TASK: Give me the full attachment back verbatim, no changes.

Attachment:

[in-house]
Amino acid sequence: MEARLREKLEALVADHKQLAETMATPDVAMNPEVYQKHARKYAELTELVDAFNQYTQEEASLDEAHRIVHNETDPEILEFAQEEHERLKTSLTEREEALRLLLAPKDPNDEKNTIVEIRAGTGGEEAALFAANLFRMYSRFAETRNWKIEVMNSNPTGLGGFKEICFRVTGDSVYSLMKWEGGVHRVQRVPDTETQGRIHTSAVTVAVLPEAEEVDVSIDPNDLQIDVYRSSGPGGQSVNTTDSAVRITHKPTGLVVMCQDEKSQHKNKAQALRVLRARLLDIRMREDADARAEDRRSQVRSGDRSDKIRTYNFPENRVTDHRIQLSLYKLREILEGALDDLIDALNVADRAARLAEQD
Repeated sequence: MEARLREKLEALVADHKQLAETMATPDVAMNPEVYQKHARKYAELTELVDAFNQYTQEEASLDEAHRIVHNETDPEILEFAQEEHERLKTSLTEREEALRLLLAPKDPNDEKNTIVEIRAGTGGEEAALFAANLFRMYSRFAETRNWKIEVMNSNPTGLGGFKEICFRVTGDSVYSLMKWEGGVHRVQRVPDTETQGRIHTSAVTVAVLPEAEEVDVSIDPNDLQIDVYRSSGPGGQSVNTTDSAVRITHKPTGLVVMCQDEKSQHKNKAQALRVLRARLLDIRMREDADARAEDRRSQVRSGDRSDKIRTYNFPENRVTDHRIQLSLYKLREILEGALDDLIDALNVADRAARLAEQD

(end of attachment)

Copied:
[in-house]
Amino acid sequence: MEARLREKLEALVADHKQLAETMATPDVAMNPEVYQKHARKYAELTELVDAFNQYTQEEASLDEAHRIVHNETDPEILEFAQEEHERLKTSLTEREEALRLLLAPKDPNDEKNTIVEIRAGTGGEEAALFAANLFRMYSRFAETRNWKIEVMNSNPTGLGGFKEICFRVTGDSVYSLMKWEGGVHRVQRVPDTETQGRIHTSAVTVAVLPEAEEVDVSIDPNDLQIDVYRSSGPGGQSVNTTDSAVRITHKPTGLVVMCQDEKSQHKNKAQALRVLRARLLDIRMREDADARAEDRRSQVRSGDRSDKIRTYNFPENRVTDHRIQLSLYKLREILEGALDDLIDALNVADRAARLAEQD
Repeated sequence: MEARLREKLEALVADHKQLAETMATPDVAMNPEVYQKHARKYAELTELVDAFNQYTQEEASLDEAHRIVHNETDPEILEFAQEEHERLKTSLTEREEALRLLLAPKDPNDEKNTIVEIRAGTGGEEAALFAANLFRMYSRFAETRNWKIEVMNSNPTGLGGFKEICFRVTGDSVYSLMKWEGGVHRVQRVPDTETQGRIHTSAVTVAVLPEAEEVDVSIDPNDLQIDVYRSSGPGGQSVNTTDSAVRITHKPTGLVVMCQDEKSQHKNKAQALRVLRARLLDIRMREDADARAEDRRSQVRSGDRSDKIRTYNFPENRVTDHRIQLSLYKLREILEGALDDLIDALNVADRAARLAEQD